Both Engagers and Deterers understand a lack of trust and confidence makes it hard to get anywhere. While Engagers rightly see that incremental improvements could help prevent future conflict, Deterers also rightly know that caution is warranted. Reducing tensions and distrust now will help defuse a crisis later. A part of this could include arms control as Engagers want but could be done in a way that doesn’t undermine South Korea’s defense. In addition, providing regular early notification of any upcoming war games may be another way forward. Deterers may want high-tech weapons systems but they also want capabilities that work and are worth the investment. Arguably then, Deterers may accept certain capabilities being restricted or reduced as part of an arms control agreement if those capabilities weren’t as useful or cost-effective in the first place.
For instance, using modified F-15 Slam Eagles, or F-35 stealth fighters, to hunt and destroy North Korean mobile missile launchers during a war would probably not actually work very well. During the First Gulf War, Iraq was very effective at using mobile Scud missile launchers to launch attacks. Iraq crews were better than the U.S.-led Coalition had assumed, and their launchers were almost impossible to find. Scud crews could hide, move, set up and fire, and then move again—all faster than was thought possible. Despite enormous time and effort, Coalition aircraft and special forces probably only destroyed a few of them. In fact, a report by the Pentagon after the war found there was “no indisputable proof” any real mobile missile launchers had been destroyed. It is likely South Korean aircraft would have a similarly hard time neutralizing North Korea’s mobile launchers. This means that Seoul should be hesitant to strike first even with such advanced warplanes during a crisis since it would guarantee a war and be unlikely to succeed.
Another example are ground forces meant to decapitate North Korea’s leadership. Seoul’s current unit may not be large and logistically-supported enough to take out Kim Jong-un. If that unit would likely fail in its mission—but its peacetime existence harms stability—then it may be a poor use of resources. Consider that North Korean commandos tried to kill South Korea’s President Park Chung-hee in 1968 and also tried to blow up South Korea President Chun Doo-hwan with a bomb in 1983. Both of these incidents raised tensions and could have caused a war. Moreover, South Korea formed its own decapitation group, Unit 684, in 1968 to retaliate. That unit was composed largely of criminals and misfits who were enraged when the attack on Kim was called off. Unit 684 bloodily revolted and was put down, and it seems that for a while afterward plans for other decapitation groups were shelved.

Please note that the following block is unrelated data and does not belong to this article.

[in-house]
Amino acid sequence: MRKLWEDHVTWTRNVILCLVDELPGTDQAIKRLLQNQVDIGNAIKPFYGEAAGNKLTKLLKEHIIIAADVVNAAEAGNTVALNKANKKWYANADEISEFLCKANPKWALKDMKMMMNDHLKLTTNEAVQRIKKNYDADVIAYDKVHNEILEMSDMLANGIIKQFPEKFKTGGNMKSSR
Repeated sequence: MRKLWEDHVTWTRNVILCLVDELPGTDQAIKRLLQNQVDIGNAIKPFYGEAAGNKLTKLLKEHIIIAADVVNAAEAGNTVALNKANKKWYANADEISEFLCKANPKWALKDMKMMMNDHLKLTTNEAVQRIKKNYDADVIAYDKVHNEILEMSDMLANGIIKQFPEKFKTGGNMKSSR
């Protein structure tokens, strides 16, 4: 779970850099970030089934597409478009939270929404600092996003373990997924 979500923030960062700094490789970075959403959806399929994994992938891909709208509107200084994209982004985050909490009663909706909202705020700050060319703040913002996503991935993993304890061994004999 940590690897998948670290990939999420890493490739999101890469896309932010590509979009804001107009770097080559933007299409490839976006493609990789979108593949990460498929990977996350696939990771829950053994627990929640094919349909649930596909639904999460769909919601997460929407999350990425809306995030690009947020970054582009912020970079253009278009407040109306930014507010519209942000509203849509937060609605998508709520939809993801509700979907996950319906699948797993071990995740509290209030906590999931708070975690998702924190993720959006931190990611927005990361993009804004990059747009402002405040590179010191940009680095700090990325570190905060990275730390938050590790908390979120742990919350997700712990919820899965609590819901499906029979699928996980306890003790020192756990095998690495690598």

These are two examples of capabilities that likely appear destabilizing to Pyongyang and that also aren’t very effective. The question is whether it would politically be acceptable for Seoul to either reduce these capabilities or declare no first use. As Ms. Jeongmin Kim warned, cutting too many defense programs might backfire domestically. “From South Korea’s point of view, these capacities like ballistic missile defense and also some part of decapitation capacity should be kept. This is because if they get rid of it, it also has domestic effects in South Korea because it makes the conservatives more extreme.” The concern is not just that Deterers would go further in the opposite direction when they are eventually reelected, but also that this would further harm South Korea’s often-fractured domestic politics. In addition, it could make it harder for President Moon Jae-in or future presidents to lay the groundwork for improved inter-Korean relations.
With these concerns in mind, it is not clear which military programs both Engagers and Deterers might accept changing. But the point should be that since both groups are prioritizing peace and security, then it is believable some leeway exists as a part of an arms control or confidence-building measure. Perhaps, South Korea needs a Ronald Reagan or a Richard Nixon before it can have a transformation with North Korea. Someone who is tough on defense that Pyongyang would fear but who also can convince Deterers that it is okay to give up some capabilities as part of an inter-Korean agreement. Ultimately, a strong defense can be maintained while still engaging in arms control. If a certain capability isn’t worth it and harms stability, it makes sense to reduce or cut it in exchange for something from Pyongyang. Meanwhile, Seoul could still focus on other means of deterrence, such as regular military drills or close-range air and missile defenses.